By on Tuesday, 2nd May 2017 at 12:00 pm

Benjamin Gerard Coyle-Larner, better known by his stage name Loyle Carner, has had quite a year so far. The South London-born hip-hop musician released his debut album ‘Yesterday’s Gone’ in January 2017 to critical acclaim, as well as embarking on a sold out UK and European tour. Musically, Loyle Carner brings an organic, lyrically conscious form of hip-hop we haven’t heard too much of coming out the UK for some time, and often associated with seminal American artists such as Mos Def, De La Soul and Tribe Called Quest.

This is not to say Loyle Carner doesn’t sound intrinsically British, because he does. As soon as the vocal kicks in there is no mistaking that London accent, part of the newfound pride and prominence we have seen in the recent years of UK MCs rapping in their own accents and moving away from adopting a American twang. There is raw emotion and family grief laid bare in his lyrics as he raps over laid-back, often jazz-infused beats provided by DJ, producer and fellow wordsmith Rebel Kleff. There are no 140 bpm beats that the current grime resurgence has flooded the streets with, but mellow head- nodding beats that bring a relaxed, ‘feet up and put the kettle on’ vibe. Loyle Carner tells stories that conjure up inner city images of desperation, personal loss, love and tales of friends whose destiny seems written for them.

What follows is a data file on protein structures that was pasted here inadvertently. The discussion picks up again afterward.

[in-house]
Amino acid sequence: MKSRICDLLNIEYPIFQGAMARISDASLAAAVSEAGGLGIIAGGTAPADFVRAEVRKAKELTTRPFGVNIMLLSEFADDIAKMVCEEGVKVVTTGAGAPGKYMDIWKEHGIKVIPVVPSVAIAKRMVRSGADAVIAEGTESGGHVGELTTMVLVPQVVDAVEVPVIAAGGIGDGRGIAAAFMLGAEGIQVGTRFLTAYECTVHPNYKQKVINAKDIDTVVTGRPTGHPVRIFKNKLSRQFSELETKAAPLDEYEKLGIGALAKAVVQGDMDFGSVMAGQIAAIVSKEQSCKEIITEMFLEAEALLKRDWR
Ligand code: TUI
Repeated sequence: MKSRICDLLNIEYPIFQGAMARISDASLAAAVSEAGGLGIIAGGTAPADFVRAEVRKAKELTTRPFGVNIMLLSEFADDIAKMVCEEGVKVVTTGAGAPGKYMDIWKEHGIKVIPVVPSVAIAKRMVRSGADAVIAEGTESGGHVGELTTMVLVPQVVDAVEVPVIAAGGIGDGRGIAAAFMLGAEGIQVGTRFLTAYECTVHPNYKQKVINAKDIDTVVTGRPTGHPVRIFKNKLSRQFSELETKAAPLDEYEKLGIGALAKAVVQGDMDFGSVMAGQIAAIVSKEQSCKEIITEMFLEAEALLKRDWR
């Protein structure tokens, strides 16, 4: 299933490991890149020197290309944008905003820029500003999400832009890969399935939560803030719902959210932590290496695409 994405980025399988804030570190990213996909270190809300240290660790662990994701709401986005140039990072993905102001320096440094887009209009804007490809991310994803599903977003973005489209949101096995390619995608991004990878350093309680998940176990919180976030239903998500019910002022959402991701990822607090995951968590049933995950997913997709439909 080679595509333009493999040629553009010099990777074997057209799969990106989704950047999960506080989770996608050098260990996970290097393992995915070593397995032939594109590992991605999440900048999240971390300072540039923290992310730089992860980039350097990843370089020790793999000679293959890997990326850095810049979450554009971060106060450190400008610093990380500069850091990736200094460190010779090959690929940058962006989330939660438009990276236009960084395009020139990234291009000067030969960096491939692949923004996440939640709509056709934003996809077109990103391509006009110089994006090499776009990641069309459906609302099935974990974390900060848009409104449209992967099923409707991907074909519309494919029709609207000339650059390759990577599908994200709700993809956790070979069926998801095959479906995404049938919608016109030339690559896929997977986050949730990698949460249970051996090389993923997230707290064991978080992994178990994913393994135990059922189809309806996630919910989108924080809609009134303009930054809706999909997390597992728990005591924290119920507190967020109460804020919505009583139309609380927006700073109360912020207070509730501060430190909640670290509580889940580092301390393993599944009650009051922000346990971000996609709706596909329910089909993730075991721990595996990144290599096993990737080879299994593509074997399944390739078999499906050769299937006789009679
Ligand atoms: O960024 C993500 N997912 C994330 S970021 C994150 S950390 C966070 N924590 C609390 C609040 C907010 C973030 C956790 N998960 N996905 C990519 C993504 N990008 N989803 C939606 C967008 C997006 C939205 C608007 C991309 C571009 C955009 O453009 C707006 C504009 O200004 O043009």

Previous single ‘Ain’t Nothing Changed’, originally released in 2015, is getting another airing, as is so often the case with artists who are received well beyond initial expectation. The track was re-released last Friday with its original video of an imagined Loyle Carner in his old age muttering the words ‘Ain’t Nothing Changed’ as he sips he tea, cooks and watches football. The stand out part of this composition is the mellow, jazz-tinged saxophone that runs though out the track, providing a melancholy that perfectly fits the lyrics of the repetitive circle life appears to move in around him. “I feel it but can’t conceal it see, this inner city responsibility’s killing me”. On this track, Loyle observes his environment, takes it in and spits it out through his sleepy, yet anything but tired bars. The track manages to breathe new life into UK hip-hop, while talking about a gloomy sense of life feeling stagnant: not an easy feat, but it works beautifully.